ECMAScript modules reduce the packet size and improve performance. Decorators, an upcoming ECMAScript feature, let you customize classes and their members in a reusable way, Microsoft noted in a March 1 blog post.
Decorators can be used on methods, properties, getters, setters, and auto accessors. Classes can be decorated for subclassing and logging. While TypeScript previously supported experimental decorators, these were modeled on a much older version of the decorator proposal. TypeScript 5.0 will allow decorators to be placed before or after export and default export, a change made since the new version’s January 26 beta release.
Also in TypeScript 5.0, developers can now add a
const modifier to a type parameter declaration to cause
const-like inferences to be the default. The update now also allows the
extends field to take multiple inputs, and makes all enums join by creating a unique type for each computed member. This means that all enumerations can be reduced and their members referenced as types.
TypeScript 5.0 introduces changes to code structure, data structures, and algorithmic extensions, intended to speed up the entire experience of using TypeScript, including installation. Overall, TypeScript 5.0 aims to make the language smaller, faster, and simpler. Another change from the beta: the new package module resolution option can now only be used when the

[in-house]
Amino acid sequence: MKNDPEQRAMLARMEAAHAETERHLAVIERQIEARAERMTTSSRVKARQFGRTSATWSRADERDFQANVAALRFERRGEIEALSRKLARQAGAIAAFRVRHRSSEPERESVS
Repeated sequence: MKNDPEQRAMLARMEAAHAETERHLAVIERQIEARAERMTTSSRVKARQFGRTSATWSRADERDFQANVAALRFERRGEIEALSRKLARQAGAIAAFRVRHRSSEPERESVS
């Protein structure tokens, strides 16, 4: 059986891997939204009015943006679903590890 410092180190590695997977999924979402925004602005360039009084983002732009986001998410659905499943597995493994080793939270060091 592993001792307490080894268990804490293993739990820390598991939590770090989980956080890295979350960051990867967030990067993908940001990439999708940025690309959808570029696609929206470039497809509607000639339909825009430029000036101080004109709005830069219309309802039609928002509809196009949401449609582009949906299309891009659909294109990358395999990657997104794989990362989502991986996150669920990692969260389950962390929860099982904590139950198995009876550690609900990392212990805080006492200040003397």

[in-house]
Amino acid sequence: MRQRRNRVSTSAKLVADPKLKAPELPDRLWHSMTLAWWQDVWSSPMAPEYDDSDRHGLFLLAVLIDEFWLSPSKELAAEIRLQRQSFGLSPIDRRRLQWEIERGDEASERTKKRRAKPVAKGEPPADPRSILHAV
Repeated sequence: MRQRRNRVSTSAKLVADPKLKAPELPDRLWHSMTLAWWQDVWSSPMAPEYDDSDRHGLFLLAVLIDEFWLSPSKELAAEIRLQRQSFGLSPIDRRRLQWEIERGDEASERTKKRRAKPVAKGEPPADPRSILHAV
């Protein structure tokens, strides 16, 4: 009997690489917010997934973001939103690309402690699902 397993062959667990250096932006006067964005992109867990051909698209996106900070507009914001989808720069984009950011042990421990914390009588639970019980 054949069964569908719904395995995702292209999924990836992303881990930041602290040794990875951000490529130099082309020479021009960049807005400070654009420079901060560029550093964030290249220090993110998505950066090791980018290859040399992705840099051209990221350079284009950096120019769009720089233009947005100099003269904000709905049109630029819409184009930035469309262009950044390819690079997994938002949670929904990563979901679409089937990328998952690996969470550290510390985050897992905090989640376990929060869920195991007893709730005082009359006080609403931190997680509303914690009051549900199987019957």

--module option is set to
esnext. This ensures that
import statements written to input files will not be transformed into
require calls before the wrapper resolves them.
Despite the revamp to adopt ECMAScript modules, Microsoft said that TypeScript 5.0 was not a disruptive release and that everything developers know is still applicable. TypeScript 5.0 can be accessed via NuGet or by running the following command:
npm install -D typescript
Also in TypeScript 5.0:
–-verbatimModuleSyntaxcapacity simplifies imports and exports, keeping imports or exports without a
typemodifier while dropping anything using the
- A new JSDoc tag,
- Correction changes and deprecations are offered for less used flags.
- TypeScript now targets ECMAScript 2018. For Node users, this means a minimum version requirement of at least Node.js 10.
TypeScript 5.0 follows the November release of TypeScript 4.9, which featured a
satisfies operator to detect errors. TypeScript turned 10 years old in October 2022. The production release of TypeScript 5.0 follows both the release candidate and beta release stages, with the beta arriving on January 26 and the RC appearing on March 1.
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